Source: Flickr user Nicola Jones.

But, there's another side to this story, too.

Obamacare cons

  • No universal Medicaid expansion: One of the biggest problems with Obamacare is that Medicaid expansion was a choice given to the states rather than a universal implementation. Thus far, 21 states have chosen not to expand their Medicaid programs for fear of higher eventual costs once the federal government began slowly reducing its Medicaid contribution to states beginning in 2016. In the process, these 21 states have left billions in federal money on the table and millions of people in the Medicaid Gap, where they're too poor to qualify for subsidies, but make too much to get fully subsidized medical care under the nationwide Medicaid program.
  • Insurers still retain a lot of pricing power: Health plan premiums are clearly more transparent than they used to be, but it doesn't mean pricing will necessarily favor the consumer. Even though insurers have to justify premium hikes of 10% or more to each state's Office of the Insurance Commissioner, regulators can't keep insurers from hiking rates if they're remotely justified in doing so. Also, insurers can simply reduce competition in select states to keep premium prices up.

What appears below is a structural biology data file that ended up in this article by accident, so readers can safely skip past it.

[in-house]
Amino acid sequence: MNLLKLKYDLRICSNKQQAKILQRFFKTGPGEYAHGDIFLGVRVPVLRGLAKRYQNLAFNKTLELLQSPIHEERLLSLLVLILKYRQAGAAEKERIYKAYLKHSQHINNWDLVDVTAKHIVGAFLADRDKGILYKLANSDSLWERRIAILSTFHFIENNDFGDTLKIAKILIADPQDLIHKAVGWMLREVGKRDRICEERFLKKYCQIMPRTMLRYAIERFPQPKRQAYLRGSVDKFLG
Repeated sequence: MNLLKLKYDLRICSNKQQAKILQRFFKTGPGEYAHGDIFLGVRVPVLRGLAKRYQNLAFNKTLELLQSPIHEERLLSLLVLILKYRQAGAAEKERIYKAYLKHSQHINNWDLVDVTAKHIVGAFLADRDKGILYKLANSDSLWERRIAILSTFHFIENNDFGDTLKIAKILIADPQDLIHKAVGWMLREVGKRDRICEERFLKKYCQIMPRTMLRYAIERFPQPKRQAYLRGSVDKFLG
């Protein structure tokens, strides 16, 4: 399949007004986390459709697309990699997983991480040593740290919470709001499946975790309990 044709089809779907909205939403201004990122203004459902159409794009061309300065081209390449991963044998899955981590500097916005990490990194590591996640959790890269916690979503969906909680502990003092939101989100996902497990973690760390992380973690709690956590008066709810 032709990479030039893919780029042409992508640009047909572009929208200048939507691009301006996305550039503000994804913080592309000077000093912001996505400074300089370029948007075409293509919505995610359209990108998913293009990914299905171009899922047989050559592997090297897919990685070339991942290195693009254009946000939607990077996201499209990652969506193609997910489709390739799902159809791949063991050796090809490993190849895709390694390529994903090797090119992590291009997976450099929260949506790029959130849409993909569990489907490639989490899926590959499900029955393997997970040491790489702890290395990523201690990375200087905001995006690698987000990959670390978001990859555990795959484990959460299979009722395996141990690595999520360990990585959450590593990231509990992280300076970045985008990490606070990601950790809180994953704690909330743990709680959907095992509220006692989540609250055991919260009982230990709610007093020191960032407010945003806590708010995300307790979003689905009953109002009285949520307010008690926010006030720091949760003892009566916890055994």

• Middle class individuals/families get little help: Obamacare has been a great thing for many lower-income individuals, but for the middle-class individual or family that makes just beyond 400% FPL (the subsidy cutoff), Obamacare has potentially been more of a hindrance than help. The average silver plan across the country runs $307 per month, and that doesn't include what could be a $2,000, or higher, annual out-of-pocket deductible on top of that if you do need medical care. Even if some individuals can afford the health premiums, the actual cost of getting care and paying the deductibles could be too high for some consumers.